Compared to men, women encounter more conditions that increase their chances of getting urinary incontinence. Some of these include pregnancy, childbirth, obesity, aging, chronic coughing, and excessive strain caused by constipation. When performing Kegel exercises, make sure not to do them during urination as it causes your bladder to empty incompletely, increasing your risk of urinary tract infection (UTI). (5)  

  1. Refrain From a bladder-irritant diet 

Your urinary system does a fair job of balancing water and chemicals in your body. Waste is collected in the bladder and becomes your urine. If you’re experiencing urinary incontinence, you’ll have to pay more attention to your diet as they may contain these bladder-irritant foods in excessive amounts:  

  • Citrus fruits 
  • Caffeine  
  • Alcohol  
  • Carbonated drinks  
  • Spicy foods 
  • Vinegar 

Additionally, follow these diet and nutrition tips to keep your bladder happy and avoid worsening your condition: 

  • Keep your body hydrated: Some people experiencing bladder problems tend to minimize their liquid intake to lessen their urination, but it’s actually the other way around. Urine in smaller amounts is more concentrated, which can irritate the bladder’s surface and cause more frequent urination. There are also higher risks of excessive bacteria growth and infection associated with reduced fluid intake. (6)  
  • Eat healthier carbohydrates: Whole, unprocessed carbs are known to keep bladder and bowel movements in check. But make sure to keep your carb intake in moderation as a high-fiber diet may also cause bladder and bowel issues.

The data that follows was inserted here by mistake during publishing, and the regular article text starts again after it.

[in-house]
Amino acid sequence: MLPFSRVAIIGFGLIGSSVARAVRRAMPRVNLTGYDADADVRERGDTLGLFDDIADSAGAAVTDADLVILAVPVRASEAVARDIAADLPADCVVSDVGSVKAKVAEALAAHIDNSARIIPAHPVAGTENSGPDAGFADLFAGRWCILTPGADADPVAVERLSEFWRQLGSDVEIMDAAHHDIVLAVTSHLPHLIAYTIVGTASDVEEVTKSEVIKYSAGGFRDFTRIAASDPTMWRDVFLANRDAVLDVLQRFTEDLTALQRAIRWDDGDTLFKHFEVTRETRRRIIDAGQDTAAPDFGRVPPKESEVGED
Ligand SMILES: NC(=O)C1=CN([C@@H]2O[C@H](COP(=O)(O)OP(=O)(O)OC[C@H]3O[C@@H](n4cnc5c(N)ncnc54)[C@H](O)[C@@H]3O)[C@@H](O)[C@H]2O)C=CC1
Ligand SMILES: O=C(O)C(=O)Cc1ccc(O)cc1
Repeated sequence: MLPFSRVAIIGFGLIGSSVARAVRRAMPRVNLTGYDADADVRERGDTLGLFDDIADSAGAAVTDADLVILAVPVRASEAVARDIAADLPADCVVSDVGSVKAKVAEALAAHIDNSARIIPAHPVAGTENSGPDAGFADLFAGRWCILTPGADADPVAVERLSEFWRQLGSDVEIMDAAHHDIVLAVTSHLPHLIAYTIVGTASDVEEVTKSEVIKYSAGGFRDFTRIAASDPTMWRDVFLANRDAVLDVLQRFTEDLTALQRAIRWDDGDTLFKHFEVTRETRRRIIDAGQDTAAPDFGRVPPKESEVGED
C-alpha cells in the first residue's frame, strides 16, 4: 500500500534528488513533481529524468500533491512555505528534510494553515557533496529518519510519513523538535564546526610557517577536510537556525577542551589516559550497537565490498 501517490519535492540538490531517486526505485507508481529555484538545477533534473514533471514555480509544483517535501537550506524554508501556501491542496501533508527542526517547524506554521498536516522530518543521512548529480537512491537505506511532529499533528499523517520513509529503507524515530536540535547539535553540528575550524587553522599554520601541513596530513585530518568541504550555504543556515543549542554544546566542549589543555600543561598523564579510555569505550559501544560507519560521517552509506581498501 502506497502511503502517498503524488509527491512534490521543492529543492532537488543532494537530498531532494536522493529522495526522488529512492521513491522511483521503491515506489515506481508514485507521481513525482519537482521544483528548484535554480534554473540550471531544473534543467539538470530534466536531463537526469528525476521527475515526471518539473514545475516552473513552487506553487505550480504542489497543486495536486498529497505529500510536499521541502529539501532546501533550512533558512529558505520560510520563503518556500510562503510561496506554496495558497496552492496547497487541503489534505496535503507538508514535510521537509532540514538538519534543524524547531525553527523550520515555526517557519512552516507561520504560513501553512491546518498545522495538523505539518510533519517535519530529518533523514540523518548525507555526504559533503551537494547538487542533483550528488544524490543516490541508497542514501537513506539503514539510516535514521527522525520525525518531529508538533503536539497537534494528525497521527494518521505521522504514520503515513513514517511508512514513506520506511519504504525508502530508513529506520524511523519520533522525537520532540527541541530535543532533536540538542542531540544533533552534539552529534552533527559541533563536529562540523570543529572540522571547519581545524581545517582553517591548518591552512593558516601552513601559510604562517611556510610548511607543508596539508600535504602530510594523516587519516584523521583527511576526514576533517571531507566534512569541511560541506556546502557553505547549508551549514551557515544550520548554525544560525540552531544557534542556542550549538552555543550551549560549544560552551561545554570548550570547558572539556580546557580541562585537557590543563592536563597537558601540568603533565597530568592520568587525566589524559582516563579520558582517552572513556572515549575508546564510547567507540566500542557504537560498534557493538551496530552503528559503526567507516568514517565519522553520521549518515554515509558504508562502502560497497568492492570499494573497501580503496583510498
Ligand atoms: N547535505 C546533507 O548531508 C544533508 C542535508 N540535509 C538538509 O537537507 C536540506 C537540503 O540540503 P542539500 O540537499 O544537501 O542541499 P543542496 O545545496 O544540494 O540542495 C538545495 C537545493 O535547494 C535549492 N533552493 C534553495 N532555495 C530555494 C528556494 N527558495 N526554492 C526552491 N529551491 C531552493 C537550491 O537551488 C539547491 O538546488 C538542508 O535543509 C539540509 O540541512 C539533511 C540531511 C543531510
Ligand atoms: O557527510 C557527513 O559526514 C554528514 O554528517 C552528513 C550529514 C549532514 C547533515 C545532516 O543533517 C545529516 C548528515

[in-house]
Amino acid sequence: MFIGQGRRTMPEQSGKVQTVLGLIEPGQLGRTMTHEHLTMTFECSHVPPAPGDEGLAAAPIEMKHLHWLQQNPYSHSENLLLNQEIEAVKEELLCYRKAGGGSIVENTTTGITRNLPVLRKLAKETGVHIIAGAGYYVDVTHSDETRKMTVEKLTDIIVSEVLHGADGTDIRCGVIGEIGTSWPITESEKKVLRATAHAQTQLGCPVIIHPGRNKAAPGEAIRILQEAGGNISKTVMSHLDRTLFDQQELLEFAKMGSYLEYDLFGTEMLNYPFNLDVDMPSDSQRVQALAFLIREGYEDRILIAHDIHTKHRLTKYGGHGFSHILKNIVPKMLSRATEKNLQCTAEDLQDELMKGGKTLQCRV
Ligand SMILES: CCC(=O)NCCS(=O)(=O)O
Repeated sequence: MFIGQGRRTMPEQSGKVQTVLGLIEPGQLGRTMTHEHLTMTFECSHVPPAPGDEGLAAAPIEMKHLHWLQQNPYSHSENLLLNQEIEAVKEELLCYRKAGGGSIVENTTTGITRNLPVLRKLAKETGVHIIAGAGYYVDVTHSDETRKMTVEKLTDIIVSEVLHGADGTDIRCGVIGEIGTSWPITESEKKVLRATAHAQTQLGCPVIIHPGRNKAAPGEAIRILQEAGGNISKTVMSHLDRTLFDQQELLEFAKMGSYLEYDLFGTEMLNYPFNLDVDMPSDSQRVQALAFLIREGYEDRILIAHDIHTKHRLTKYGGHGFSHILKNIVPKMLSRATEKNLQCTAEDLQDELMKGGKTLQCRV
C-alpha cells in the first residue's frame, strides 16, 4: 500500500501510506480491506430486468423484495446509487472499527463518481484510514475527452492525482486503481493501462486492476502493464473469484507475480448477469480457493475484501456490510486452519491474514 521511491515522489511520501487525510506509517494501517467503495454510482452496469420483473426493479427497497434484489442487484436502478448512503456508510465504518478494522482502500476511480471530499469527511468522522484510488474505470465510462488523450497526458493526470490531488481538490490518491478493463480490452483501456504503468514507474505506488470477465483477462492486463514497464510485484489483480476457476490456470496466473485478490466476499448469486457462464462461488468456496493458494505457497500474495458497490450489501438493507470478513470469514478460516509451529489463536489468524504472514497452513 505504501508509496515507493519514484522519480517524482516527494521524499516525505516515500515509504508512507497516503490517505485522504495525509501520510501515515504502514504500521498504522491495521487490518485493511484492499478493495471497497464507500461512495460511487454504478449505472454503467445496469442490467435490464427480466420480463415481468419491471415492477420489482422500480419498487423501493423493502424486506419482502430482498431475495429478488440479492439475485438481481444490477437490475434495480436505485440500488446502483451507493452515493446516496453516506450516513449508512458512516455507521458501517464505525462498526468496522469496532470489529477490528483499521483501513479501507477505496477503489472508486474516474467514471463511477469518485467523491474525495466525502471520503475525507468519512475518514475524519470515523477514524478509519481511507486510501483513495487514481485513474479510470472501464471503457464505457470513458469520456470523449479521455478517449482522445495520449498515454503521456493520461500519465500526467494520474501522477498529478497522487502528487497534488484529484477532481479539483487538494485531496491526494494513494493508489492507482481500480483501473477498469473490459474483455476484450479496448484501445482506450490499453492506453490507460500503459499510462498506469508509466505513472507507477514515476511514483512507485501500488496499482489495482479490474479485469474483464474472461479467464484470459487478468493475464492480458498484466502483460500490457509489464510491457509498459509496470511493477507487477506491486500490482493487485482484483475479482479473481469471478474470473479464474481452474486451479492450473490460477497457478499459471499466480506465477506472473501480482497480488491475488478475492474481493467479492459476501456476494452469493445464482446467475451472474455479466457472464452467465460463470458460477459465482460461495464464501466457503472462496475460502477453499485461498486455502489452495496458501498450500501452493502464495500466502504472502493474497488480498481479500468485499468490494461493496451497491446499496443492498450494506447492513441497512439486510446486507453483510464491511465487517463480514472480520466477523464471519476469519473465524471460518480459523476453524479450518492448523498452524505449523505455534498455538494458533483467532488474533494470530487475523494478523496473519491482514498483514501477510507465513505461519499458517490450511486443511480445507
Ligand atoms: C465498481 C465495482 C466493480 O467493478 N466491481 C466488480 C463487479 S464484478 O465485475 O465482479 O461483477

• Pay attention to your dairy intake: Some people can’t tolerate lactose, as dairy-packed foods can irritate the colon and cause loose stool. Hence, look into dairy-free alternatives rich in vitamin D, such as salmon, almond milk, and eggs.  

 
No diet plan and approach can cure incontinence, as foods that may irritate the bladder can be different for everyone else. By altering your diet effectively, you may be able to manage and prevent worsening symptoms. Keeping a food diary and getting in touch with your health professional can help you find the link between your nutrition and urination. (6)  

 
Bottom line  

Now you’ve learned some helpful tips in urinary incontinence management. If these preventative and conservative measures aren’t enough and your condition is still a huge inconvenience to your daily life, you’ll have to consider searching for more invasive and long-term interventions to your condition. 

Sphincteroplasty, muscle transposition, and colostomy are surgical treatments you can look into to improve your condition. Most importantly, seeking professional healthcare guidance before, during, and after your surgical treatment can take you closer to a more comfortable and leakage-free life. 

References 

  1. “Urinary incontinence”, Source: https://www.mayoclinic.org/diseases-conditions/urinary-incontinence/symptoms-causes/syc-20352808 
  1. “Types of urinary incontinence”, Source: https://www.health.harvard.edu/bladder-and-bowel/types-of-urinary-incontinence 
  1. “Your Guide To Incontinence Underwear”, Source: https://www.everydayhealth.com/incontinence/incontinence-underwear.aspx 
  1. “Kegel exercises for men: Understand the benefits”, Source: https://www.mayoclinic.org/healthy-lifestyle/mens-health/in-depth/kegel-exercises-for-men/art-20045074 
  1. “Kegel exercises: A how-to guide for women”, Source: https://www.mayoclinic.org/healthy-lifestyle/womens-health/in-depth/kegel-exercises/art-20045283 
  1. “Can Your Diet Affect Your Bladder or Bowel Control?”, Source: https://www.nafc.org/diet-habits-for-bladder-health